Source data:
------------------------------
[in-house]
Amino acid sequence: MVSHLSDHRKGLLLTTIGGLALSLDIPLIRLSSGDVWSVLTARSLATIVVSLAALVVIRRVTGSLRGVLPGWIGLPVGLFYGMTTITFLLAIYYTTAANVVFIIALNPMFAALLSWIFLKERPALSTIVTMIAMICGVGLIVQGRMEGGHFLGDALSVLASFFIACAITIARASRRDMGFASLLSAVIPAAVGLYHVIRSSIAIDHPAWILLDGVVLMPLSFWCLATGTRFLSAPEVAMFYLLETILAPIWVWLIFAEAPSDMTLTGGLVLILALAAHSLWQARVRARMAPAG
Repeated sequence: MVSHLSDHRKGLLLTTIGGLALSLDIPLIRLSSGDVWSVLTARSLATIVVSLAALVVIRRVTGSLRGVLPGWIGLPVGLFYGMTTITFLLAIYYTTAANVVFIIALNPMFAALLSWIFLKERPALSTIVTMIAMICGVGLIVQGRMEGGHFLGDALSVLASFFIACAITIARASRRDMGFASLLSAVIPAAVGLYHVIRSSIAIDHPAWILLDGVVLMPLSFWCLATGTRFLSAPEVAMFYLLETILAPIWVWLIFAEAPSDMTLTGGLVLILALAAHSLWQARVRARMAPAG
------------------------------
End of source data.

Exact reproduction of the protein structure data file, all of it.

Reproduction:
[in-house]
Amino acid sequence: MVSHLSDHRKGLLLTTIGGLALSLDIPLIRLSSGDVWSVLTARSLATIVVSLAALVVIRRVTGSLRGVLPGWIGLPVGLFYGMTTITFLLAIYYTTAANVVFIIALNPMFAALLSWIFLKERPALSTIVTMIAMICGVGLIVQGRMEGGHFLGDALSVLASFFIACAITIARASRRDMGFASLLSAVIPAAVGLYHVIRSSIAIDHPAWILLDGVVLMPLSFWCLATGTRFLSAPEVAMFYLLETILAPIWVWLIFAEAPSDMTLTGGLVLILALAAHSLWQARVRARMAPAG
Repeated sequence: MVSHLSDHRKGLLLTTIGGLALSLDIPLIRLSSGDVWSVLTARSLATIVVSLAALVVIRRVTGSLRGVLPGWIGLPVGLFYGMTTITFLLAIYYTTAANVVFIIALNPMFAALLSWIFLKERPALSTIVTMIAMICGVGLIVQGRMEGGHFLGDALSVLASFFIACAITIARASRRDMGFASLLSAVIPAAVGLYHVIRSSIAIDHPAWILLDGVVLMPLSFWCLATGTRFLSAPEVAMFYLLETILAPIWVWLIFAEAPSDMTLTGGLVLILALAAHSLWQARVRARMAPAG